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Moscow at a million miles an hour

What time is it? Dawn, looks like.

Where am I? The core of the Cold War.

Where am I actually supposed to be? At this precise point. This sleeping on a train malarkey is pretty good.

The driver from the hotel picked us up in the dawn hours after our overnight train journey from St Petersburg. The hotel had asked which coach we would be travelling in, and the driver knew exactly where on the Leningradskaya Station platform that coach would stop. He had positioned himself and a trolley with military precision within millimetres of the very door we opened onto the Moscow morning. I was impressed. He whisked away the suitcases, bundled them into a very sleek and shiny car, and proceeded to drive us through central Moscow at a speed approaching that of sound.

Kotelnicheskaya Embankment Building: one of the seven Stalin skyscraper sisters

Kotelnicheskaya Embankment Building: one of Stalin’s seven skyscraper sisters

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A train and tonic: Overnight to Moscow

For our journey overnight from St Petersburg to Moscow, I wanted to travel on the Red Arrow train (Krasnaya Strelya), largely because it’s the only train I’ve ever heard of that has its own theme tune. As the train leaves, just before midnight, the stirring Hymn to the Great City (the anthem of Saint Petersburg) plays over the station’s tannoy system. In Soviet times, the Red Arrow transported the Communist Party elite between Moscow and the town formerly known as Leningrad. “Lenin travelled on this train to Leningrad and it has its own theme tune!” I said to my spouse. “Can a train get any better?” In fact a train could, because on the night we needed to travel, the Red Arrow had no available tickets. I sulked, sighed, then booked what turned out to be an equally enchanting (and much cheaper) experience on the beautiful blue Smena train, leaving slightly earlier.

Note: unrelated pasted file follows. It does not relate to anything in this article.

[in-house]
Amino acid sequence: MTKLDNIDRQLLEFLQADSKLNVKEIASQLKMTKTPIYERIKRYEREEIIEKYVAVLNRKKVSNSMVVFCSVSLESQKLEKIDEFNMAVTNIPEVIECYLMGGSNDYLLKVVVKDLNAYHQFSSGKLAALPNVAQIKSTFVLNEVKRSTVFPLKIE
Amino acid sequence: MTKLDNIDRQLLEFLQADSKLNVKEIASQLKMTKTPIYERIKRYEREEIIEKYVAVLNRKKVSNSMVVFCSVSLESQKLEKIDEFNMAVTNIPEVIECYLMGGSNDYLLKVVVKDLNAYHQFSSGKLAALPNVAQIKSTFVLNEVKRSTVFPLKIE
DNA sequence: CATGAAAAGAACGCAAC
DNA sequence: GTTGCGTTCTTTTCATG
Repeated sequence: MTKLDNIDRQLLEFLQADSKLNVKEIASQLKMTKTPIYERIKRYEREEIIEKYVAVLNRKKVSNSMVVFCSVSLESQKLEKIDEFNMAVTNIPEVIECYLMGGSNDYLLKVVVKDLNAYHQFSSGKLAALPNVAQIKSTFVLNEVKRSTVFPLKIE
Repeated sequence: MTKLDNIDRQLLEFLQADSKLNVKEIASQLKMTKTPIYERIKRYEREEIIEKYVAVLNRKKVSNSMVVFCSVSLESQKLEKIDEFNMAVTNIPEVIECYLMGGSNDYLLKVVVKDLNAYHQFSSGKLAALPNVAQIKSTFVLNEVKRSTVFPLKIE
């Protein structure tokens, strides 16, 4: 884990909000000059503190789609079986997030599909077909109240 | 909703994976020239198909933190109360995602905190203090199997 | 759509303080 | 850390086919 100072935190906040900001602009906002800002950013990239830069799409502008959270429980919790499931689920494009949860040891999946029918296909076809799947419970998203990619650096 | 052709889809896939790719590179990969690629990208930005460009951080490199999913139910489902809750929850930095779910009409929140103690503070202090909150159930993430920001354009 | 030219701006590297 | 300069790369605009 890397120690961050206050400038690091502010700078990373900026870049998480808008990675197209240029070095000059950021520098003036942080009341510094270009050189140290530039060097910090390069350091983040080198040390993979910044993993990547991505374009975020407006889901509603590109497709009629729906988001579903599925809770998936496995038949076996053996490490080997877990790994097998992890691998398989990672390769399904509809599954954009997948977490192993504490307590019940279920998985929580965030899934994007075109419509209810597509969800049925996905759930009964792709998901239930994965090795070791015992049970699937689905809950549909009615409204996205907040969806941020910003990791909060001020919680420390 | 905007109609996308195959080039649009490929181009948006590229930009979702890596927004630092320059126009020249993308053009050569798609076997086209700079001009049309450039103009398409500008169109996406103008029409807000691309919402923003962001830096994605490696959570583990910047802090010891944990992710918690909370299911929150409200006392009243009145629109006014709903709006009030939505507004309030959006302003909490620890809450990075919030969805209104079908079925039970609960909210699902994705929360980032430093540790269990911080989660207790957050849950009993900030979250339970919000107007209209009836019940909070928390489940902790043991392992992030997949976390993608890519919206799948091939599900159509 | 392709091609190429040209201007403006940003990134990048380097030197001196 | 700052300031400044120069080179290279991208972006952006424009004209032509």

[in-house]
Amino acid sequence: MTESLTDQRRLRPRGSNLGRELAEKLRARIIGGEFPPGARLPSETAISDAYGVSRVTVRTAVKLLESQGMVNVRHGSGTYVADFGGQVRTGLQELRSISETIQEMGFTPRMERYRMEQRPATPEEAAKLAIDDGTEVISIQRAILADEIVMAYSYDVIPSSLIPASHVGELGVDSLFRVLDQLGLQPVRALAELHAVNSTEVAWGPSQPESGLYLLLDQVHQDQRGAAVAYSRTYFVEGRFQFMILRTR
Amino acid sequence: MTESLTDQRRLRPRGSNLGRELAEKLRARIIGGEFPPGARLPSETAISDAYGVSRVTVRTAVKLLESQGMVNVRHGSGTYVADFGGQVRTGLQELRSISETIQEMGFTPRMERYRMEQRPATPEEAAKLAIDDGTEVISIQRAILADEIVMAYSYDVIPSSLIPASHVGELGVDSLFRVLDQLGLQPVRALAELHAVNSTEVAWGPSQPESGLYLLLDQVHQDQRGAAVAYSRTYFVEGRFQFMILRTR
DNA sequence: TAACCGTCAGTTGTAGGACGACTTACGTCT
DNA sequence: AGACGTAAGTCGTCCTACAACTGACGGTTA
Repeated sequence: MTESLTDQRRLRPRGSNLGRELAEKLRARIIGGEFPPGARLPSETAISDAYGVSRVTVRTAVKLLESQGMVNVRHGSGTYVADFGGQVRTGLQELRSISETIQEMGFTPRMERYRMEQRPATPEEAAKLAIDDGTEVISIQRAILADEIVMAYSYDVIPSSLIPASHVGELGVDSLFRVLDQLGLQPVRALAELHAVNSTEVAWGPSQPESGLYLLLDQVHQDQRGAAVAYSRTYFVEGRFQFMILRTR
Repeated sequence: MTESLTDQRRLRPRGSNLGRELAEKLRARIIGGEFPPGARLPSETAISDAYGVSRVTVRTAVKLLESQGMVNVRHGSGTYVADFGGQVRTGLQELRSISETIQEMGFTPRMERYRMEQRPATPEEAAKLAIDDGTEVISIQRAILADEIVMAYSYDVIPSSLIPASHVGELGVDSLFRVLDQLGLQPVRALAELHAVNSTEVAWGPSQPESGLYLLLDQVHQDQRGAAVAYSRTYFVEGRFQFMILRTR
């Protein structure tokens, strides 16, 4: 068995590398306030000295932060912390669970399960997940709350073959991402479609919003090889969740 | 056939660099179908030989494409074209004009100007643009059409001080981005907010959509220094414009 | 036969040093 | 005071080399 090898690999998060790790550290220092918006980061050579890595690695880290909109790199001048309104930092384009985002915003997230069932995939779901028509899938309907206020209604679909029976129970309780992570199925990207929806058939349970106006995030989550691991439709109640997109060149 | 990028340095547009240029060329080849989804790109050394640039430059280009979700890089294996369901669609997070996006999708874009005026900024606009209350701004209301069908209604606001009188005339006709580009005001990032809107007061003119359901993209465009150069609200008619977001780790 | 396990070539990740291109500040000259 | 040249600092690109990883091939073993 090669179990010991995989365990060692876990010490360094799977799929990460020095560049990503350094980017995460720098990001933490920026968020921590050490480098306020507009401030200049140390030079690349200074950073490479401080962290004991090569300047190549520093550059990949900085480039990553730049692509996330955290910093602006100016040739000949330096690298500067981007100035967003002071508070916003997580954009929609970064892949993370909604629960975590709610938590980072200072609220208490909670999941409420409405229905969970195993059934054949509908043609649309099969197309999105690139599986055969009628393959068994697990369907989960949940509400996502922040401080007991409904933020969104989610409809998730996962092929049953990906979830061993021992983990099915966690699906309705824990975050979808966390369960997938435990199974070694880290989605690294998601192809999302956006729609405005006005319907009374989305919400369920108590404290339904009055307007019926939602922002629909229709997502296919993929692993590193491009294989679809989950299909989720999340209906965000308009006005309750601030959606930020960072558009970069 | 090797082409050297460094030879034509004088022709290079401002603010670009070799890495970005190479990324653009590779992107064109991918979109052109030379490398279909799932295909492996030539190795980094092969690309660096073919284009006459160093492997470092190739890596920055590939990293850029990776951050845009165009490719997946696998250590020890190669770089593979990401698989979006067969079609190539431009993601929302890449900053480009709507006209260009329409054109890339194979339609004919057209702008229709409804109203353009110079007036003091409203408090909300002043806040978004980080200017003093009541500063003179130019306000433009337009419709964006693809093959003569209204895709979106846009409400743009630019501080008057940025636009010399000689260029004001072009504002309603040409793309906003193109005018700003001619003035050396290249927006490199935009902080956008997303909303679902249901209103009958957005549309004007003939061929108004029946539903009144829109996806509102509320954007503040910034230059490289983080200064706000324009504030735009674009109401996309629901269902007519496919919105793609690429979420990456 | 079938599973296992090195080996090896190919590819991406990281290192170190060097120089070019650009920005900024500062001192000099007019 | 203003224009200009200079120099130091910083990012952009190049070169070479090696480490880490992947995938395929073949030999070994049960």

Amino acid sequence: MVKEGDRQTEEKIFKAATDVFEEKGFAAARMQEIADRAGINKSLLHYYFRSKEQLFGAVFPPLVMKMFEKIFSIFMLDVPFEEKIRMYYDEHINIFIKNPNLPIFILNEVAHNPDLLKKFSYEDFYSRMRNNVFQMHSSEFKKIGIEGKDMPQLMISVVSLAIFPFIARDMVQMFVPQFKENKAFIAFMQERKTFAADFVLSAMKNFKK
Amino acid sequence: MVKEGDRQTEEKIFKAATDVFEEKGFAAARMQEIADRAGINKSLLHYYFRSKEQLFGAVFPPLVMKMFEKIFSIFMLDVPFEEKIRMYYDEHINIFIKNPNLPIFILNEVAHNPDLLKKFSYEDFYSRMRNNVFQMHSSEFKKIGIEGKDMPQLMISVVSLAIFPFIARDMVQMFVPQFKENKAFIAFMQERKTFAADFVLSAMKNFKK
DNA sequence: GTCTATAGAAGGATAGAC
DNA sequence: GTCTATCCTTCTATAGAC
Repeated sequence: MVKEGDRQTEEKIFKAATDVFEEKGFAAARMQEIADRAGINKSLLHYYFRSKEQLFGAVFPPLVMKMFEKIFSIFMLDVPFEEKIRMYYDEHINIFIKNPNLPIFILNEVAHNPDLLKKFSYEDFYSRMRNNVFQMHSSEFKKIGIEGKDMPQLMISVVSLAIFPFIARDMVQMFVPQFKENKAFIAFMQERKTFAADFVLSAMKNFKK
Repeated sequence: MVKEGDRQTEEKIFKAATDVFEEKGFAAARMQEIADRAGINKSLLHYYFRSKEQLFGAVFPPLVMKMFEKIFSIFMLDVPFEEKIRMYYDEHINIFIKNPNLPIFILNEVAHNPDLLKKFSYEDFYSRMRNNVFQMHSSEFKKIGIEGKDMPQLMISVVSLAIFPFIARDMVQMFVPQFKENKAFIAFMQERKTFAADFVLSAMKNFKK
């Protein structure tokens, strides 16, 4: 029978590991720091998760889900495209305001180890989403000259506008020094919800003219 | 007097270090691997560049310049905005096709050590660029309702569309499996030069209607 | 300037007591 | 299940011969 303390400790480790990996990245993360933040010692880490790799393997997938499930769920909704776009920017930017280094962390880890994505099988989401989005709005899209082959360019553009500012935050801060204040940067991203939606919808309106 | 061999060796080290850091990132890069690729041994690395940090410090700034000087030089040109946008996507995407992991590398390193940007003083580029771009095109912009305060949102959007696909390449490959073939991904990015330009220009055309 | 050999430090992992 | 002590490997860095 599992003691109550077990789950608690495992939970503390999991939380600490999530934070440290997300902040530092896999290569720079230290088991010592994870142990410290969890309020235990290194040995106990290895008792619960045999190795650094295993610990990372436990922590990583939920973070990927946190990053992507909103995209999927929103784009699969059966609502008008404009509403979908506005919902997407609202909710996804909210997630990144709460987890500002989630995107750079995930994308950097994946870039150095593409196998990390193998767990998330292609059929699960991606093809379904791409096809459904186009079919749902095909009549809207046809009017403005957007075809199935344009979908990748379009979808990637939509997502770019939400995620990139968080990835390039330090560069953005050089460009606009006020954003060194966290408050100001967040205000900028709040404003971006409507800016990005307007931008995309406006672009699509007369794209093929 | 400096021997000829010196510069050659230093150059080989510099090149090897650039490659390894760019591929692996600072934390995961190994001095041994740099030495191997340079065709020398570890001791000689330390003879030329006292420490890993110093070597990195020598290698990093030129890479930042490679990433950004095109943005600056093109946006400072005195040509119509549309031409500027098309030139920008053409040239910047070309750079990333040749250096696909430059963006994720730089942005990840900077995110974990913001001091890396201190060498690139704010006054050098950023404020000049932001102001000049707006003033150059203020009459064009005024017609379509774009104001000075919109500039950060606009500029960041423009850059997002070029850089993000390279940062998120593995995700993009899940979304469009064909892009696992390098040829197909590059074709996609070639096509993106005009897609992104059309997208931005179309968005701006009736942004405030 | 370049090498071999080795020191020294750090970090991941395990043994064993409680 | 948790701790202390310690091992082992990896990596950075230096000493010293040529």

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Spilled Blood: The church that was never a church

The Cathedral of the Resurrection of Christ is its official name. It’s also known as the Church of the Saviour. However, most of us know this most recognisable of St Petersburg’s landmarks as the Church on Spilled Blood. Because that is literally what it is.

Multi-coloured onion domes and towers

A church from a fairy tale

Many rhapsodise about its other-worldly beauty, its glittering mosaics, its kaleidoscope of colours. Of course it is beautiful, and of course you must visit if you are in St Petersburg, but I found it sad, despite all the artistry.